Alternative medicine takes a step back with announcement from Harper administration
Government to impose regulations on controversial treatment
By Ken Cates, Staff Writer
The Harper government dealt a blow to supporters of alternative medicine. An announcement by health minister Rona Ambrose states that the government would impose regulations denying prescription heroin to long-term addicts involved in a clinical research project in Vancouver.
The clinical trial in question is an attempt to determine if hydromorphone, a legal opioid painkiller, can work as an alternative maintenance treatment over diacetylmorphine, the active ingredient in heroin.
The 21 long-term addicts affected by the new regulations were patients that failed to respond to the conventional methadone treatment. The approvals given to participants to access the heroin would not be revoked, though they can’t be renewed after the permits expire in three months.
Less than a year ago, the former health minister Leona Aglukkaq called political interference in the approval process as a “recipe for disaster”. For Ambrose, the implementation of this disaster was necessary to “protect the integrity” of Health Canada’s special access to medication program, by denying doctors the right to prescribe drugs such as heroin, cocaine or LSD.
The program, which provides emergency access to not yet available medicines to patients with “serious or life-threatening conditions when conventional therapies have failed, are unsuitable, or unavailable,” was approved by Health Canada only last week.
Supporters of the trial have argued that the prescription of heroin or hydromorphone keeps addicts involved in the health care system, improves their chances of eventually moving back into society, and sharply reduces the likelihood of their return to back alleys, dirty needles and crime.
Terry Lake, the B.C. minister of health, also disagrees with Ambrose’s stance on the issue. “I know that the thought of using heroin as a treatment is scary for people, but I think we have to take the emotions out of it and let science inform the discussion,” Lake said.
Lake argued that the clinicians’ use of heroin was an “exceptional circumstance,” intended to help people come off the federally funded study. He said the clinicians felt it was unethical to eliminate diacety lmorphine as a transition medication during the evaluation of the study.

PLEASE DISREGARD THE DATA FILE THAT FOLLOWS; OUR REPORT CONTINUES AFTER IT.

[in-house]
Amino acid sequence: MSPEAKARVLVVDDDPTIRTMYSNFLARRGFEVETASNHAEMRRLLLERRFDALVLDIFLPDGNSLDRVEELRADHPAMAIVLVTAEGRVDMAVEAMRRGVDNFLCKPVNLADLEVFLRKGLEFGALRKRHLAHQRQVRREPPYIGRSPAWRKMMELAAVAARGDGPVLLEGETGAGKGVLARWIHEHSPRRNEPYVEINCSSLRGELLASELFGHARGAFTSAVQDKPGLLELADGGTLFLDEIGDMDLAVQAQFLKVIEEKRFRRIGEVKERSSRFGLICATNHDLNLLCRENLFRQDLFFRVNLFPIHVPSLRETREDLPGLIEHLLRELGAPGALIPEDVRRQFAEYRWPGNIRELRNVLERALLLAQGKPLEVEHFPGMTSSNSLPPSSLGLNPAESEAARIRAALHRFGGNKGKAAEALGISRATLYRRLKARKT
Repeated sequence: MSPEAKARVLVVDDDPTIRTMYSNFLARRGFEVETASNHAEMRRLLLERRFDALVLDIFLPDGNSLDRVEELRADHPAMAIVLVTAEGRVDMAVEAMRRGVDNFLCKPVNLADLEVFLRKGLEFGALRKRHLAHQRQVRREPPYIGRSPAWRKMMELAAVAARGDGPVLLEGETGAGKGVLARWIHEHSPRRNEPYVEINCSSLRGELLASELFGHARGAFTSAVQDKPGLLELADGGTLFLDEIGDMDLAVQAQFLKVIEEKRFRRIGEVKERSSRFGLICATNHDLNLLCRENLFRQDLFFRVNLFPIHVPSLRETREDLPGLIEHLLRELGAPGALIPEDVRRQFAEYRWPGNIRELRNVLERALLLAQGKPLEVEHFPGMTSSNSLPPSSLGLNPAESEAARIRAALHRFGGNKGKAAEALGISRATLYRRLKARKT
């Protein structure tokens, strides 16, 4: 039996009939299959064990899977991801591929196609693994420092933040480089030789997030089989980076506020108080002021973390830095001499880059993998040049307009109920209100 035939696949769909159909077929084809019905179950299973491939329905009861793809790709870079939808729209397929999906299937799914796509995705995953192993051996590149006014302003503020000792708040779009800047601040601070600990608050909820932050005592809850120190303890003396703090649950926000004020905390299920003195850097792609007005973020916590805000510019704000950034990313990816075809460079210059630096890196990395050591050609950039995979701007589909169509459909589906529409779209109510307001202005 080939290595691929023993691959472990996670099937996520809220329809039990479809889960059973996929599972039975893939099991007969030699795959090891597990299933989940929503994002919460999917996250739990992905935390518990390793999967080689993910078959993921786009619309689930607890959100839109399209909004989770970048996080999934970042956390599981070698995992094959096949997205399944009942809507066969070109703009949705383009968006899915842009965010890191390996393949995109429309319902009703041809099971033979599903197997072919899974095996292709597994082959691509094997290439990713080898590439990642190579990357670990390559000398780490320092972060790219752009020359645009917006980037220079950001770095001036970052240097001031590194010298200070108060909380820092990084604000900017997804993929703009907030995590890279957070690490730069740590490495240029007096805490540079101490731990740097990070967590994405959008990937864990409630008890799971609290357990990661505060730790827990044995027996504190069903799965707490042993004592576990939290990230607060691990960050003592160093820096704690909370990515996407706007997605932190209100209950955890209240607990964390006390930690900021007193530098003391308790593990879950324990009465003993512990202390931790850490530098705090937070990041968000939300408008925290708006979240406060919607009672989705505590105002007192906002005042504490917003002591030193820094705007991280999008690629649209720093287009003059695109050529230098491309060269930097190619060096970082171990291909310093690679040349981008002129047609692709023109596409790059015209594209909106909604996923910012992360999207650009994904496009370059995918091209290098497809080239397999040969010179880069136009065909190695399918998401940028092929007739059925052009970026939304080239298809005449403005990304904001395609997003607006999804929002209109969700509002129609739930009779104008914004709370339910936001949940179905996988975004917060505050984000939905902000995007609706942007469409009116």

Ambrose’s rebuke of the program coincides with the fundraising letter sent by Tory official Fred DeLorey, who stated how appalled he was of the decision to prescribe heroin “against the wishes of the elected government.”
“We’re going to take steps to make sure this never happens again – but we need your help.” The letter goes on, “If the NDP or Liberals are elected in 2015, you can bet they would make this ‘heroin-for-addicts’ program permanent.”
For Lake, the difference in views between himself and Ambrose reflects a bigger difference between the addiction policies of the two governments as British Columbia “certainly supports harm reduction strategies”, as was the case when the government failed to close Insite, a safe injection site allowing people to inject drugs in the presence of medical staff.
Ken Cates has double majored in international relations and political science at the University of Toronto, while currently pursuing a certificate in freelance writing at the schools continuing studies program. Inspired by writers such as Christopher Hitchens and Chris Hedges, Ken writes about religion, politics, ethics, society, and on the little bits of irony surrounding our daily lives.